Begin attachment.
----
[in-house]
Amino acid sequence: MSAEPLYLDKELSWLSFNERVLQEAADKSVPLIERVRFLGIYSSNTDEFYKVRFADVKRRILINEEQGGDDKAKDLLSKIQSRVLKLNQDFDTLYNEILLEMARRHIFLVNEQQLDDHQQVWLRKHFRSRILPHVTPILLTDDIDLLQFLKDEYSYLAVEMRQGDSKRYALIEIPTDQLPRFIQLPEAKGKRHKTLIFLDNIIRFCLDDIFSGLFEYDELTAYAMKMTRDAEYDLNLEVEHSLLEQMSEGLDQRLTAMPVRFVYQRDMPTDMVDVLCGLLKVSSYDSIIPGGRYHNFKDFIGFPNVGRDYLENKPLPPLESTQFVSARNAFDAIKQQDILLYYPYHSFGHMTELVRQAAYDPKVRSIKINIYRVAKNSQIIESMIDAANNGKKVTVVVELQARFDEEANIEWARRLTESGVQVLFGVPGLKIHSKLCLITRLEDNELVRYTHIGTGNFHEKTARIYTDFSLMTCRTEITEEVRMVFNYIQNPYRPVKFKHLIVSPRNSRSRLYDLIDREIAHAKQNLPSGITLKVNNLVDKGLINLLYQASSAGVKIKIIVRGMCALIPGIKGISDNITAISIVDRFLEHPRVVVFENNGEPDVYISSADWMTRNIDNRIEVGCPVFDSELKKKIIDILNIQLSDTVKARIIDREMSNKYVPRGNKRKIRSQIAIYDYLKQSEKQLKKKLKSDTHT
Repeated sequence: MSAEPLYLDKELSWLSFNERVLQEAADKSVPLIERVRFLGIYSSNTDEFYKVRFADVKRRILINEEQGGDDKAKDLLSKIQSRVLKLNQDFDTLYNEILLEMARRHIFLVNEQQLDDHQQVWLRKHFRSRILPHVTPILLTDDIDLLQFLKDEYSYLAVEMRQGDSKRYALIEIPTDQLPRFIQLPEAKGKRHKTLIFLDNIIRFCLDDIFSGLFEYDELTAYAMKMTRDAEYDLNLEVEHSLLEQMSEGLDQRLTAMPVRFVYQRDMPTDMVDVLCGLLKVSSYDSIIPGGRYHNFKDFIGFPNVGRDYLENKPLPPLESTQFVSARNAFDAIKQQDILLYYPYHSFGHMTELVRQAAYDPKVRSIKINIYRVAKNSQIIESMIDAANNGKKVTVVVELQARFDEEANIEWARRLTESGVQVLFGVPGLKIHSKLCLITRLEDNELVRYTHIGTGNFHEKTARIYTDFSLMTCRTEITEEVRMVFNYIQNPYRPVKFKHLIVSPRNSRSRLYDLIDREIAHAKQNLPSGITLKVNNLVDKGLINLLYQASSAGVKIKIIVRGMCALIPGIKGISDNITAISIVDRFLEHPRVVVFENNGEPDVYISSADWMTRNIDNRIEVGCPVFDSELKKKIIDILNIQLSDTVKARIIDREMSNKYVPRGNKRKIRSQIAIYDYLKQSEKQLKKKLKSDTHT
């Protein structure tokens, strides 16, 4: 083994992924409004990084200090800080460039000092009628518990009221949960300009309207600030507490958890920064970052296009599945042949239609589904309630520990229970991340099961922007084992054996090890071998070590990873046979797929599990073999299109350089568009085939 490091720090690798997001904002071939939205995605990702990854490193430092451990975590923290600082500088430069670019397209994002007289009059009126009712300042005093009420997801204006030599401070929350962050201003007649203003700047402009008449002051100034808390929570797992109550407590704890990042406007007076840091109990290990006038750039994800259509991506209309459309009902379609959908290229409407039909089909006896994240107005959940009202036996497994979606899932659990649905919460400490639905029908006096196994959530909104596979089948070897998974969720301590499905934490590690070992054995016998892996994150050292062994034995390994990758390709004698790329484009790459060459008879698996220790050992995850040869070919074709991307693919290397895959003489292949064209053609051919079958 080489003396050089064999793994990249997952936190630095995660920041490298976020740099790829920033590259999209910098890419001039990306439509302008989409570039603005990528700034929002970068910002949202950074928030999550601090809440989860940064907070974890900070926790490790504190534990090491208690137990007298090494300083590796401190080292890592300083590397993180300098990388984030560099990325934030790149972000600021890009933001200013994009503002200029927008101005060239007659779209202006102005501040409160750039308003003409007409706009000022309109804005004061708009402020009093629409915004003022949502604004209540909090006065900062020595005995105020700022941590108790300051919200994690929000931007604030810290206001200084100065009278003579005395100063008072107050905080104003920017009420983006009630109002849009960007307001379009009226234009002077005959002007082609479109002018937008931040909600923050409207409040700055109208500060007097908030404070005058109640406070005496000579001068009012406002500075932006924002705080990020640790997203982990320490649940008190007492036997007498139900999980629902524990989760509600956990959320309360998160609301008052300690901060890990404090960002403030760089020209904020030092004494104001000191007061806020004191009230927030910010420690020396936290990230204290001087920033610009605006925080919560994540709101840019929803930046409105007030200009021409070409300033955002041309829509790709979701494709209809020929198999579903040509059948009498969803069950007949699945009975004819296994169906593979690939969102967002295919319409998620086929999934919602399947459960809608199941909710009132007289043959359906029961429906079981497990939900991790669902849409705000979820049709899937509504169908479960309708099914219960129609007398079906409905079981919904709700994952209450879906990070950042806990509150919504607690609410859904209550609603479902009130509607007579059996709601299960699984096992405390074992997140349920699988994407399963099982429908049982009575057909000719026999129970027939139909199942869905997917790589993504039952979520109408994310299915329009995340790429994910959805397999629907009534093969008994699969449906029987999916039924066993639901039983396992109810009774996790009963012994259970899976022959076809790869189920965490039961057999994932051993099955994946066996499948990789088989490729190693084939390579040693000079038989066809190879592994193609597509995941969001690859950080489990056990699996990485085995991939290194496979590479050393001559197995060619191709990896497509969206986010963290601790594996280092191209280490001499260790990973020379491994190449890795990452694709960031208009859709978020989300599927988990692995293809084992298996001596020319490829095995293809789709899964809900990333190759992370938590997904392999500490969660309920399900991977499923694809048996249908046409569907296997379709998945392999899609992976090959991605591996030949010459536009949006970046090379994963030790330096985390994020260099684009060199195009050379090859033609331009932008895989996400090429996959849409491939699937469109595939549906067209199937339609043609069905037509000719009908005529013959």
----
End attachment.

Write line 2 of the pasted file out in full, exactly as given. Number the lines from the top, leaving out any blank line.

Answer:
Amino acid sequence: MSAEPLYLDKELSWLSFNERVLQEAADKSVPLIERVRFLGIYSSNTDEFYKVRFADVKRRILINEEQGGDDKAKDLLSKIQSRVLKLNQDFDTLYNEILLEMARRHIFLVNEQQLDDHQQVWLRKHFRSRILPHVTPILLTDDIDLLQFLKDEYSYLAVEMRQGDSKRYALIEIPTDQLPRFIQLPEAKGKRHKTLIFLDNIIRFCLDDIFSGLFEYDELTAYAMKMTRDAEYDLNLEVEHSLLEQMSEGLDQRLTAMPVRFVYQRDMPTDMVDVLCGLLKVSSYDSIIPGGRYHNFKDFIGFPNVGRDYLENKPLPPLESTQFVSARNAFDAIKQQDILLYYPYHSFGHMTELVRQAAYDPKVRSIKINIYRVAKNSQIIESMIDAANNGKKVTVVVELQARFDEEANIEWARRLTESGVQVLFGVPGLKIHSKLCLITRLEDNELVRYTHIGTGNFHEKTARIYTDFSLMTCRTEITEEVRMVFNYIQNPYRPVKFKHLIVSPRNSRSRLYDLIDREIAHAKQNLPSGITLKVNNLVDKGLINLLYQASSAGVKIKIIVRGMCALIPGIKGISDNITAISIVDRFLEHPRVVVFENNGEPDVYISSADWMTRNIDNRIEVGCPVFDSELKKKIIDILNIQLSDTVKARIIDREMSNKYVPRGNKRKIRSQIAIYDYLKQSEKQLKKKLKSDTHT